Winter Break Service Trip

Bullis works with Caring for Cambodia to send a group of students during Winter Break on a “trip of a lifetime.” Students help build and renovate a school in Pnomh Penh, and forge friendships with the Cambodian children.

They also tour the country’s historic sites to understand its tragic past and promising future. Along the way, they end up learning much more about themselves.

Read below for student posts to the Cambodia Global Studies and Service trip blog:

“We were instantly immersed into Cambodian culture. We learned about Buddhism and the importance of religion in Cambodia. We made friends at the local school and learned more about the everyday lives of teenagers in Cambodia. I have always been very appreciative of everything and everyone I have in my life, but after visiting the Killing Fields, seeing local neighborhoods and speaking with the Cambodian adults and children I gained an understanding of the developing world that I did not have before.

Lily E.-Q. ’15

“One of the biggest lessons I learned was that although we were in a culture much different from ours, it important to respect their customs and try new things. Otherwise one remains a tourist, resisting adaptation, and not a traveler.”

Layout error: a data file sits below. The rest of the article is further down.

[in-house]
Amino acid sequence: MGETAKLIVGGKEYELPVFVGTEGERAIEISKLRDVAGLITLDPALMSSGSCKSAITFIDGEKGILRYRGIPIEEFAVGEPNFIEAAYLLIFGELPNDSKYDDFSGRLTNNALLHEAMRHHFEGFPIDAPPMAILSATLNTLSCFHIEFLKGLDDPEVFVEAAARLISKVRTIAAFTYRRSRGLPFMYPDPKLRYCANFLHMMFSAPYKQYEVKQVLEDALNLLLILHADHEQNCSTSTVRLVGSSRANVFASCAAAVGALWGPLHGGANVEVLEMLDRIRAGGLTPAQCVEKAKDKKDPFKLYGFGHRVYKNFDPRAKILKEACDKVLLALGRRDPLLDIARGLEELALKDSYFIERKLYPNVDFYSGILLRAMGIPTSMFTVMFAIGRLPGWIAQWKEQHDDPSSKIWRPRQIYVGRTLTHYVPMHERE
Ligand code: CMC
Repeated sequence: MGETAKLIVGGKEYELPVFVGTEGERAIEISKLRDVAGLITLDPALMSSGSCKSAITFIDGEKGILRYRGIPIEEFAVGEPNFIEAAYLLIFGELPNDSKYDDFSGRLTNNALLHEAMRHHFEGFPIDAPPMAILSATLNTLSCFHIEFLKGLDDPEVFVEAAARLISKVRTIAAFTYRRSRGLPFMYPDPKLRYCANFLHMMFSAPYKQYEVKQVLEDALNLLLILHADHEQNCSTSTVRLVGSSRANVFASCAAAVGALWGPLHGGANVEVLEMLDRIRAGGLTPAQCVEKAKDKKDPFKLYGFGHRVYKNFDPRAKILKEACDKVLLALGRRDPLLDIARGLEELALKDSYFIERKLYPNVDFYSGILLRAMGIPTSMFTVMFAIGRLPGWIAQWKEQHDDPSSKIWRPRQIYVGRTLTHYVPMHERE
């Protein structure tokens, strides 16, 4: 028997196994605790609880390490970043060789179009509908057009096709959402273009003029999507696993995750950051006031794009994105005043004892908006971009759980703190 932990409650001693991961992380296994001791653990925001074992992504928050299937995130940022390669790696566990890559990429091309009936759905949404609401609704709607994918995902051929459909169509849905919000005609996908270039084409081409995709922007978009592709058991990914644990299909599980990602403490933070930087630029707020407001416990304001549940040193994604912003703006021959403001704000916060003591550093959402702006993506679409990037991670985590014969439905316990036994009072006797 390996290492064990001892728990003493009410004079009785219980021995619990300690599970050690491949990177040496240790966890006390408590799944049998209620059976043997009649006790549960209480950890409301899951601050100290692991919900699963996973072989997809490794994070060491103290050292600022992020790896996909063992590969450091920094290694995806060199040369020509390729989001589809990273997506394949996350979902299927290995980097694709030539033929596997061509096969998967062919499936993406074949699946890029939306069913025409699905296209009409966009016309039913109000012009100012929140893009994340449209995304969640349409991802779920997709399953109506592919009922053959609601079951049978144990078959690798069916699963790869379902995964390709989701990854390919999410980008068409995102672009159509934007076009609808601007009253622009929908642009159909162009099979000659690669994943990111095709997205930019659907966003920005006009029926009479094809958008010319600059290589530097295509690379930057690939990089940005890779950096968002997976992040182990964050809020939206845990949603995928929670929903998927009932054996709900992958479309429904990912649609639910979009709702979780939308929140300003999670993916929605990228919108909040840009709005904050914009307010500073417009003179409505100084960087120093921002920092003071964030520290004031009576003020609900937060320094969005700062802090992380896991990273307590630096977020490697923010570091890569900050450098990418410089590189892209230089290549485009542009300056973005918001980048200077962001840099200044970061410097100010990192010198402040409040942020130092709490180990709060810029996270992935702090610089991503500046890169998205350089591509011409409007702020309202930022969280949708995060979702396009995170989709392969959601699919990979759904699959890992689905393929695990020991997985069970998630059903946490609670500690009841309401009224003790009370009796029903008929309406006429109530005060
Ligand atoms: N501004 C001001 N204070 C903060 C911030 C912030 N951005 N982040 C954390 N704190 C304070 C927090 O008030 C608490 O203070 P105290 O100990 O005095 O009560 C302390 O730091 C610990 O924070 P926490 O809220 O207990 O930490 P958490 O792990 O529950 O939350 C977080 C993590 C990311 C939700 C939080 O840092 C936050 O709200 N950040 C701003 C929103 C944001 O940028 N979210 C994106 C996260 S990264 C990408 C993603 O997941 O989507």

Moriah R. ’14

“When it was time to leave we hugged each other, our eyes glistening. This was the last time we would see our little friends again. As we waved one last goodbye and got into the van, we looked back in surprise to see them pedaling their bikes behind us for as long as our van was in sight. Everyone agreed it was a gift to have met such wonderful people.”

Rachel R. ’14

“My favorite part of the trip was sunrise at Angkor Wat—I will never forget it. The kids were amazing and made me realize how fortunate I am. Everyone is always smiling even if they are living without electricity or water. When I got back home my eyes were opened to how different everyone and everything is in America.”

Allison L. ’14

“This trip changed my outlook on life and showed me how fortunate I really am. In America, we take so much for granted, including going to school and having running water, and we throw away things that other people would appreciate. Our problems are so small compared to what so many Cambodians have been through. The kids there are so grateful for what they have, even if it’s very little.”

Emily R. ’15

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